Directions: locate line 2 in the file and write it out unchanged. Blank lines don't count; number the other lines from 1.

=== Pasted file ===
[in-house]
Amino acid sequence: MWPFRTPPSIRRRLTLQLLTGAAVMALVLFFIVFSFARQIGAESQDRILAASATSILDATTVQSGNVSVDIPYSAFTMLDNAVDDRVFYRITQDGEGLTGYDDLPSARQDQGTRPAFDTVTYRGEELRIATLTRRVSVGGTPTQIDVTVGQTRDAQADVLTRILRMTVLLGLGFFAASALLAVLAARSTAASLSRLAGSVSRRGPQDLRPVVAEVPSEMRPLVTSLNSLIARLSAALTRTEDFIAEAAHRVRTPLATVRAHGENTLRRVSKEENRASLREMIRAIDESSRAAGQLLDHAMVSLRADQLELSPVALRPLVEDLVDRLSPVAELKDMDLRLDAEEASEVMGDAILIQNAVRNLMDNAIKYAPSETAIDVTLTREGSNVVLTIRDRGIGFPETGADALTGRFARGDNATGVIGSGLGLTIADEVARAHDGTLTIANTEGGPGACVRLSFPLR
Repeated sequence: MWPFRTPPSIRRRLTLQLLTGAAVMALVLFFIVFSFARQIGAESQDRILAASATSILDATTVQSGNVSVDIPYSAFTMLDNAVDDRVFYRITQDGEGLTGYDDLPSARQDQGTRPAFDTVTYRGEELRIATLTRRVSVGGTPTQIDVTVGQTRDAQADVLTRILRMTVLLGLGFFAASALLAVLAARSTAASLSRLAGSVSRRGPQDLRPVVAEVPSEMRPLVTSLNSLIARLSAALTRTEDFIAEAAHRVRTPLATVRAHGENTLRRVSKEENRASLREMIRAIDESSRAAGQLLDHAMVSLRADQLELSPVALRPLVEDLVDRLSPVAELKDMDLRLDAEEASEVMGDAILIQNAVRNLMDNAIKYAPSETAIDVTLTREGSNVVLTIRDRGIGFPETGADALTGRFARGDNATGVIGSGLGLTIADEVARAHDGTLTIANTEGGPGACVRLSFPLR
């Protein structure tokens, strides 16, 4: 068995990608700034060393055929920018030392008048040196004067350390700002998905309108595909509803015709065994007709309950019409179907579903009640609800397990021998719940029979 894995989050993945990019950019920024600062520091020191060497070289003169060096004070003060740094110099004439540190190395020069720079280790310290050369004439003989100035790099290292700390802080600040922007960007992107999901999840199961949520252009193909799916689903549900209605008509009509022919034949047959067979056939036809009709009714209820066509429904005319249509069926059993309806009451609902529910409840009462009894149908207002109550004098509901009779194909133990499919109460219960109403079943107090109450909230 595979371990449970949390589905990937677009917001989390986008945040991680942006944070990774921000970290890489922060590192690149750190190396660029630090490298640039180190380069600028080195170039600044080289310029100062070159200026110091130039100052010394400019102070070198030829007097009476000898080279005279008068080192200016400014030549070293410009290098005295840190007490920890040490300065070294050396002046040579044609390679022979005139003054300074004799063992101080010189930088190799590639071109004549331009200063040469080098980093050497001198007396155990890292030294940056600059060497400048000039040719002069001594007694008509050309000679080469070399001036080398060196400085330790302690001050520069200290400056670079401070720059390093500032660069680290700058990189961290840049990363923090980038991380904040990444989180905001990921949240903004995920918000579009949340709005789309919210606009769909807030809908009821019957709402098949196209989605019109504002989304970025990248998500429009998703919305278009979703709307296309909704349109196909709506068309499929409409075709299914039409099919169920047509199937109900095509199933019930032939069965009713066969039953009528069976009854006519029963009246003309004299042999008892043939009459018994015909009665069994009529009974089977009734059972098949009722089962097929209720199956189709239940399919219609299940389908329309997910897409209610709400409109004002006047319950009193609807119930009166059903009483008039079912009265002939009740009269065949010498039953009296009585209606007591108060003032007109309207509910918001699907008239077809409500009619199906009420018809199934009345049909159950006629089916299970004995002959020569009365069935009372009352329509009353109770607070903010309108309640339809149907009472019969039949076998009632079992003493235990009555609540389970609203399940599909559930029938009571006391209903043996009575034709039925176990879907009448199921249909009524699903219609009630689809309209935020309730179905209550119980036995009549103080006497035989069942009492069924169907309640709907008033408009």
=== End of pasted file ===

Amino acid sequence: MWPFRTPPSIRRRLTLQLLTGAAVMALVLFFIVFSFARQIGAESQDRILAASATSILDATTVQSGNVSVDIPYSAFTMLDNAVDDRVFYRITQDGEGLTGYDDLPSARQDQGTRPAFDTVTYRGEELRIATLTRRVSVGGTPTQIDVTVGQTRDAQADVLTRILRMTVLLGLGFFAASALLAVLAARSTAASLSRLAGSVSRRGPQDLRPVVAEVPSEMRPLVTSLNSLIARLSAALTRTEDFIAEAAHRVRTPLATVRAHGENTLRRVSKEENRASLREMIRAIDESSRAAGQLLDHAMVSLRADQLELSPVALRPLVEDLVDRLSPVAELKDMDLRLDAEEASEVMGDAILIQNAVRNLMDNAIKYAPSETAIDVTLTREGSNVVLTIRDRGIGFPETGADALTGRFARGDNATGVIGSGLGLTIADEVARAHDGTLTIANTEGGPGACVRLSFPLR